Here I am, many years, and as many rejections, later. The rejections still sting as powerfully as they did at the beginning. But they no longer make me retreat.
Well, that's not exactly true.
Like a dog licking his wounds, I seek shelter after a rejection. I doubt myself. I throw pity parties sometimes. But eventually, I come out of my hidding spot. And I do it all over again.
There isn't much I can do, in my day to day life, to help others. To improve the world. All I have is the hope that, one day, I can write something that will inspire others to do good. All I have is the hope that my stories can inspire people to be brave. All I have is the hope that my stories can give people a much needed respite from their daily struggles. All I have is the hope that my stories can do for others what the tales of my favorite authors have done for me.
So I keep going. And I keep stumbling.
In those moments, when I fall, and I fell like I can't get up, I think back to a movie that holds a special place in my heart. I think back to a line which beautifully encapsulates one of favorite aspects of one of my favorite characters. In those dark moments, when I feel like my dream of seeing my name on a book on a shelf will never come to pass, I take a second to remember:
"Why Do We Fall?"
I love 2 Write
I love to write because it takes my mind to a place of stories, miracles, mystery, enchantment, misery, joy, hatred, fascination, question, education, and intrigue.
My mind contols the output, and no one else.
Your story is built on what you see and what you believe. While you write, you're releasing an anger or an emotion that has trembled inside your mind with every waking moment. To surface it to a pen, puts you in control of it's appearance. The way you write your emotions on paper give you the option of keeping it personal or drawing in another mind to capture the output as you saw it. You reading this far symbolizes the effort I used to intrigue the output. I love to write.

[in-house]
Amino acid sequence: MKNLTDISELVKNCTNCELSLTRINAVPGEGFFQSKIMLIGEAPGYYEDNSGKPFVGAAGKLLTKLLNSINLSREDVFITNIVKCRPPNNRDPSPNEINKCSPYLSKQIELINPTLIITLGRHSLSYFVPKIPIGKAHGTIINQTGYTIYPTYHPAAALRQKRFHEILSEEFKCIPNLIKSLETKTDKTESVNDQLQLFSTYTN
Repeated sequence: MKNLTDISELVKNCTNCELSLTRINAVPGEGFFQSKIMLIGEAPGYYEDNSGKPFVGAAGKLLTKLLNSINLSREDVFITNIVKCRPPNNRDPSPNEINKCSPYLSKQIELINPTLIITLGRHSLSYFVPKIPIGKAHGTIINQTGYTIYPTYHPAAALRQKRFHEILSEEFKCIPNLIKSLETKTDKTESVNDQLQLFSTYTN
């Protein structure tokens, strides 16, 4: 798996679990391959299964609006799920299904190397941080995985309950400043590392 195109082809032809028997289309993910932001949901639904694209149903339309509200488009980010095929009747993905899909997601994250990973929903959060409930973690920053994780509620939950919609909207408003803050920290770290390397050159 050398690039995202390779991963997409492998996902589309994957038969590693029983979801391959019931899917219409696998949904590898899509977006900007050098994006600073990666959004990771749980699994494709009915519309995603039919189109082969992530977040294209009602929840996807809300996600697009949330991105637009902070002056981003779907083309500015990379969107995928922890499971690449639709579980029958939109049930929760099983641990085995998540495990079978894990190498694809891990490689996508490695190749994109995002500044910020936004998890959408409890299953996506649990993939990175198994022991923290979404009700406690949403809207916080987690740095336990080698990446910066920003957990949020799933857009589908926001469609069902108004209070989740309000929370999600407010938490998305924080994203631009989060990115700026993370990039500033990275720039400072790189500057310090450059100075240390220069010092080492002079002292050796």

Writing is purely an art of instruction.
I’ve never dreamt of winning awards
or increasing my audience.
I don’t care if anyone reads my words.
Rejection motivates me.
Tough critism improves me.
Never give out your email address to strangers.
Dream Catchers and Storytellers
At first, it was depression. Holding on to a pen rather than a blade and keeping my mind going. Sad stories flowing out like tears on my pillow. Before I wrote, I sat in my room alone, narrating stories to my stuffed animals. I didn't have many friends until I look back at the people in the photo album of my memories. I was never the kid going to sleepovers or hanging out on the weekends with friends or excitedly hanging out friendship bracelets to my friends. I played alone and worried too much and spent an embarrassing amount of time staring at the sun because people told me I shouldn't. I liked to read and decided in third grade that all I could do with my life was tell stories.
The first story I wrote successfully was about a girl helping her brother's mail-order bride and her sister escape her brother's abuse after she finds out that her sister-in-law is pregnant and couldn't bring herself to get an abortion. I weaved together 50,000 words, ut the final period on it, and deleted the whole thing. It was disjointed trash. The story followed me for years, lying in bed and staring at me. It wasn't the right story, but I wanted to tell the stories of those girls. Ohio has the highest rate of sex trafficking in the country. I didn't know that until I escaped this damn country, and my father took to giving me updates.
I got into history a year after I came back from England. Missing the opportunity to hoard English history books is one of my biggest regrets. I sit every night for weeks on end typing out names and dates and events. A long list in blue cursive sits next to me. The last page only has the tail-ends of my findings. Emile Berliner. Irene Manning. Bob Hope. Joe Weber. Lew Fields. Jason Gould. Oscar Hammerstein. William H. West. George H. Cohan. Sam Shubert. Mitzi Gaynor. Lola Mendez. Rowena Granice Steele. Frank Furness. Yvonne De Carlo. I realized that history can be accurate without leaving people out. But we don't. I never understood why. I never understood anything. That why I started writing.